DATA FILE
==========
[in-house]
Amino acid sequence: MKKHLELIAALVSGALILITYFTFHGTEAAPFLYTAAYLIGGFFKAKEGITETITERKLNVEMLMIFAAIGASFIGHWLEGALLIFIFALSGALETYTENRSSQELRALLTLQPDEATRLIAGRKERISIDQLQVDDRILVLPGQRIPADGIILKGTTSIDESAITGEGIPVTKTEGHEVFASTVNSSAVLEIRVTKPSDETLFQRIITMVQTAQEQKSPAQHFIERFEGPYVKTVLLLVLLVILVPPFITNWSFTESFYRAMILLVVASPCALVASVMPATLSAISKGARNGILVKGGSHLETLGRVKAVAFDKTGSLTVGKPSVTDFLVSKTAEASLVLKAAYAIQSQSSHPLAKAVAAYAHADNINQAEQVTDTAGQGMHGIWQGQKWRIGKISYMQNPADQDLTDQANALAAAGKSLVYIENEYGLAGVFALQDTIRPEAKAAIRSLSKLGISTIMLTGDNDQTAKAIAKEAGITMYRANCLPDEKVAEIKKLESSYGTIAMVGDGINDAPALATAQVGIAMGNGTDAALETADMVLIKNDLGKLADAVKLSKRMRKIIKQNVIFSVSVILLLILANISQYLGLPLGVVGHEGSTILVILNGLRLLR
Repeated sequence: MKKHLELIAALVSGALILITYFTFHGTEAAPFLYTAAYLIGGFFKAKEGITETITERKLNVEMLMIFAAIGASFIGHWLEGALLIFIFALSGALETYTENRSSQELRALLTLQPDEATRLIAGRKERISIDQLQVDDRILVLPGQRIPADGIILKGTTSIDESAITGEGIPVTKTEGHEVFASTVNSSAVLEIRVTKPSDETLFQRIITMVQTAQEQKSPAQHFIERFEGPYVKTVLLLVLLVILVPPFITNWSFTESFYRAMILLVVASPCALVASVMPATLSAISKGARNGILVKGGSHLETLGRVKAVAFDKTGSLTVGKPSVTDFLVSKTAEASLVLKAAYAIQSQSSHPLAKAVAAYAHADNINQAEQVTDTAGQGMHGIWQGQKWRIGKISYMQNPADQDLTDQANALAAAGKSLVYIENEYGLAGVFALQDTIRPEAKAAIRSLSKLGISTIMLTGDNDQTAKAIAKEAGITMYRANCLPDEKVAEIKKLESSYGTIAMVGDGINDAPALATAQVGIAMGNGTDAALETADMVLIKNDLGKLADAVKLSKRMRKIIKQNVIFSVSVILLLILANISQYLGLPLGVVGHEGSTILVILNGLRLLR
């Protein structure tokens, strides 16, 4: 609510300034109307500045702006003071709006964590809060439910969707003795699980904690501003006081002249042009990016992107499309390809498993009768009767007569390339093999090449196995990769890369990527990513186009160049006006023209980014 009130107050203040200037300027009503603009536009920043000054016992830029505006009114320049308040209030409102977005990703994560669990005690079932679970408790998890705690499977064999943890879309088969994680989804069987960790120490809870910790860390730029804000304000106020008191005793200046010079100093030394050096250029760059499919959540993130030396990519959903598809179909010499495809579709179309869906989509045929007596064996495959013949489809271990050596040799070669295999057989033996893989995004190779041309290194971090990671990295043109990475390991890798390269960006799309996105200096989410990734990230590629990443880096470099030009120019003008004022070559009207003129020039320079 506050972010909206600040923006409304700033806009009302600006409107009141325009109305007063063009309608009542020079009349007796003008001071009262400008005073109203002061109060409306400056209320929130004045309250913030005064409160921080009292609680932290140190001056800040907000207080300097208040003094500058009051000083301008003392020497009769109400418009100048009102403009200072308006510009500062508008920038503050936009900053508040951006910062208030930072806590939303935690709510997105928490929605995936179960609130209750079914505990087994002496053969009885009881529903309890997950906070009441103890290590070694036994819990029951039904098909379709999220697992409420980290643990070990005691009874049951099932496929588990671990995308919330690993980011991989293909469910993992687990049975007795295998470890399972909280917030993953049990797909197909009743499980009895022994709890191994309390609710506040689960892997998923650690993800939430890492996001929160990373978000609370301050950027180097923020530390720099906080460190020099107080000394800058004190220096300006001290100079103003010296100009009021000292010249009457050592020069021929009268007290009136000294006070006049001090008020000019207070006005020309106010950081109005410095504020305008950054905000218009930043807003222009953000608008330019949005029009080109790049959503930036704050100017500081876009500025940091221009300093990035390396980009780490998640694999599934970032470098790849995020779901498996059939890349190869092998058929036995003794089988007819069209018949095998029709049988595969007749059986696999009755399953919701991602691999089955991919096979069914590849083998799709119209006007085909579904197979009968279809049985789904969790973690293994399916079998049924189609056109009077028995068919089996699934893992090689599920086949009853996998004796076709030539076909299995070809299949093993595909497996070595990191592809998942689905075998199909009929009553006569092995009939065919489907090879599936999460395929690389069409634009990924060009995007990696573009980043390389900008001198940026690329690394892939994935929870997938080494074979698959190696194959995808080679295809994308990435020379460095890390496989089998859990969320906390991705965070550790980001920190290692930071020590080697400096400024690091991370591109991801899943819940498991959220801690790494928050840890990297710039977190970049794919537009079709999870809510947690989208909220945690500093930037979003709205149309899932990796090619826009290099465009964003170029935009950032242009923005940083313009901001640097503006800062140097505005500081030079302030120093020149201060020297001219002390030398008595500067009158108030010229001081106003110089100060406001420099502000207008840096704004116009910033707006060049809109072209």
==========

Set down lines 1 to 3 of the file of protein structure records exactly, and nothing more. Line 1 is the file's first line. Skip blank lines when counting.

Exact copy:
[in-house]
Amino acid sequence: MKKHLELIAALVSGALILITYFTFHGTEAAPFLYTAAYLIGGFFKAKEGITETITERKLNVEMLMIFAAIGASFIGHWLEGALLIFIFALSGALETYTENRSSQELRALLTLQPDEATRLIAGRKERISIDQLQVDDRILVLPGQRIPADGIILKGTTSIDESAITGEGIPVTKTEGHEVFASTVNSSAVLEIRVTKPSDETLFQRIITMVQTAQEQKSPAQHFIERFEGPYVKTVLLLVLLVILVPPFITNWSFTESFYRAMILLVVASPCALVASVMPATLSAISKGARNGILVKGGSHLETLGRVKAVAFDKTGSLTVGKPSVTDFLVSKTAEASLVLKAAYAIQSQSSHPLAKAVAAYAHADNINQAEQVTDTAGQGMHGIWQGQKWRIGKISYMQNPADQDLTDQANALAAAGKSLVYIENEYGLAGVFALQDTIRPEAKAAIRSLSKLGISTIMLTGDNDQTAKAIAKEAGITMYRANCLPDEKVAEIKKLESSYGTIAMVGDGINDAPALATAQVGIAMGNGTDAALETADMVLIKNDLGKLADAVKLSKRMRKIIKQNVIFSVSVILLLILANISQYLGLPLGVVGHEGSTILVILNGLRLLR
Repeated sequence: MKKHLELIAALVSGALILITYFTFHGTEAAPFLYTAAYLIGGFFKAKEGITETITERKLNVEMLMIFAAIGASFIGHWLEGALLIFIFALSGALETYTENRSSQELRALLTLQPDEATRLIAGRKERISIDQLQVDDRILVLPGQRIPADGIILKGTTSIDESAITGEGIPVTKTEGHEVFASTVNSSAVLEIRVTKPSDETLFQRIITMVQTAQEQKSPAQHFIERFEGPYVKTVLLLVLLVILVPPFITNWSFTESFYRAMILLVVASPCALVASVMPATLSAISKGARNGILVKGGSHLETLGRVKAVAFDKTGSLTVGKPSVTDFLVSKTAEASLVLKAAYAIQSQSSHPLAKAVAAYAHADNINQAEQVTDTAGQGMHGIWQGQKWRIGKISYMQNPADQDLTDQANALAAAGKSLVYIENEYGLAGVFALQDTIRPEAKAAIRSLSKLGISTIMLTGDNDQTAKAIAKEAGITMYRANCLPDEKVAEIKKLESSYGTIAMVGDGINDAPALATAQVGIAMGNGTDAALETADMVLIKNDLGKLADAVKLSKRMRKIIKQNVIFSVSVILLLILANISQYLGLPLGVVGHEGSTILVILNGLRLLR